Parents, officials discuss school safety plans

May 04, 2007|By Brent Jones | Brent Jones,Sun Reporter

A semester-long class concentrated on conflict resolution. An in-school room to send disruptive kids, staffed by a police officer. Requiring students to address administrators as "ma'am" or "sir."

About 50 parents and community leaders offered those and other suggestions last night to Baltimore school officials, who are completing a systemwide safety plan.

The safety plan was written in response to a requirement handed down last summer by the Maryland State Department of Education. It focuses on parent and community involvement to help formulate policies in discipline and suspension intervention.

Schools officials have held two forums this week and say they will incorporate information from parents garnered during the work sessions into the plan's final version. Another forum is scheduled for the middle of next month.

Last night, attendees were split into four work groups, each focused on one of four topics: curriculum, youth development, school/family engagement, and discipline and suspensions. The latter is an issue that participant Lamont White said has affected his household.

White said he has a 21-year-old son who, at age 16, was frequently suspended from school. He said he now has two fourth-graders and wants to avoid the problems he faced with his son. White advocated for a class dedicated to teaching conflict resolution.

"I want to see more structure, more discipline, more so than easy suspensions," White said. "Why would you suspend a kid three days for cutting class? There has to be a plan in place and help for parents."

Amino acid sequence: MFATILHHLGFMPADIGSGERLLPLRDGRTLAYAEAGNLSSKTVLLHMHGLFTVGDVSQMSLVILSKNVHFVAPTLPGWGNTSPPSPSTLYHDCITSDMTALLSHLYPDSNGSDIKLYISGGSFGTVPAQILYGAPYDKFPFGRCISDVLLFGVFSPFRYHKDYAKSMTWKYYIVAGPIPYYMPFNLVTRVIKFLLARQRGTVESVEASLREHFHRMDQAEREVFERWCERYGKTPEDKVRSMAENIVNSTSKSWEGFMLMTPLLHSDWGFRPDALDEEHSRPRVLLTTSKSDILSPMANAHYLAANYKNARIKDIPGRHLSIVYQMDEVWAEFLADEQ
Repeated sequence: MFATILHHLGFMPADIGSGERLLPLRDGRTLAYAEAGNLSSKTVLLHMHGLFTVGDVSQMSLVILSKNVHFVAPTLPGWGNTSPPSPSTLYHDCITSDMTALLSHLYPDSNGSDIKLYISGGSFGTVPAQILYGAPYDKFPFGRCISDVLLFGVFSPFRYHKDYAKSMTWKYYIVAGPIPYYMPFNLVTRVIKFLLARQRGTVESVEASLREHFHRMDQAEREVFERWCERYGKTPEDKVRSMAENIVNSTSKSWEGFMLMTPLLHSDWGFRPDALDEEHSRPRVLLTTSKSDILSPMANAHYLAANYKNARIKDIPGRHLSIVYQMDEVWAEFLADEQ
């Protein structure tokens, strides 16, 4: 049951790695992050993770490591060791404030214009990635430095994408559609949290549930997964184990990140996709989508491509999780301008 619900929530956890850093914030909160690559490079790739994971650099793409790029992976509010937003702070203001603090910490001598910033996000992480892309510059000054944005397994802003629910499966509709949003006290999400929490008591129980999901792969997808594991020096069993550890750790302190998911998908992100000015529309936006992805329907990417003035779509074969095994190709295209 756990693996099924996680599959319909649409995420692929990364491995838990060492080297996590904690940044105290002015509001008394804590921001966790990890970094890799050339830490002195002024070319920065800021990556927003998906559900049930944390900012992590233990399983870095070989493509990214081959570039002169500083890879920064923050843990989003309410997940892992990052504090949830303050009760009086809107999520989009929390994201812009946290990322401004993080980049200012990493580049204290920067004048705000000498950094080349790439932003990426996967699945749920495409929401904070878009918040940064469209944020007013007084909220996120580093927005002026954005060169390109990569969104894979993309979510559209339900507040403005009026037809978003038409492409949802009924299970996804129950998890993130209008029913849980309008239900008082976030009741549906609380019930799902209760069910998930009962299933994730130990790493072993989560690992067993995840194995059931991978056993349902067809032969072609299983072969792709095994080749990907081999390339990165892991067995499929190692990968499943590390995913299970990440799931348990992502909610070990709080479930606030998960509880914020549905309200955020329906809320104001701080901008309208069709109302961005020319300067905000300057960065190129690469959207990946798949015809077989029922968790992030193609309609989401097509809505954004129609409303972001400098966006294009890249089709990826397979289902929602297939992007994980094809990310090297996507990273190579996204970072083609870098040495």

White and about a dozen others, including two school police officers and three students, attempted to come up with suggestions for correcting behavior during their one-hour session on the topic.

Amy Neill, president of the PTA at Woodhome Elementary School and the mother of a seventh-grader, recommended in-school suspensions rather than sending students home.

"The easiest solution is to have a suspension room inside the school," Neill said. "The idea is not to just punish children, but let the village raise the child."

Neill said discipline starts in the classroom and with interaction between teaches and students. She said she would like one school in the system require that children address teachers and administrators as "ma'am and sir" to increase respect.

"And it goes both ways," Neill said. "Teachers shouldn't be allowed to say whatever they want to kids."

The system's safety plan calls for reducing suspensions, expulsions, arrests and truancy by focusing on initiatives to prevent violence.

System officials - who included $700,000 for in-school suspension plans in middle schools in next year's budget - said they want to get away from a zero-tolerance policy that requires automatic suspension or expulsion for fighting in school.

The budget for the next school year contains an additional $1 million for more school police officers and $1.8 million for more hall monitors. It also allocates $300,000 to implement and coordinate efforts outlined in the safety plan.

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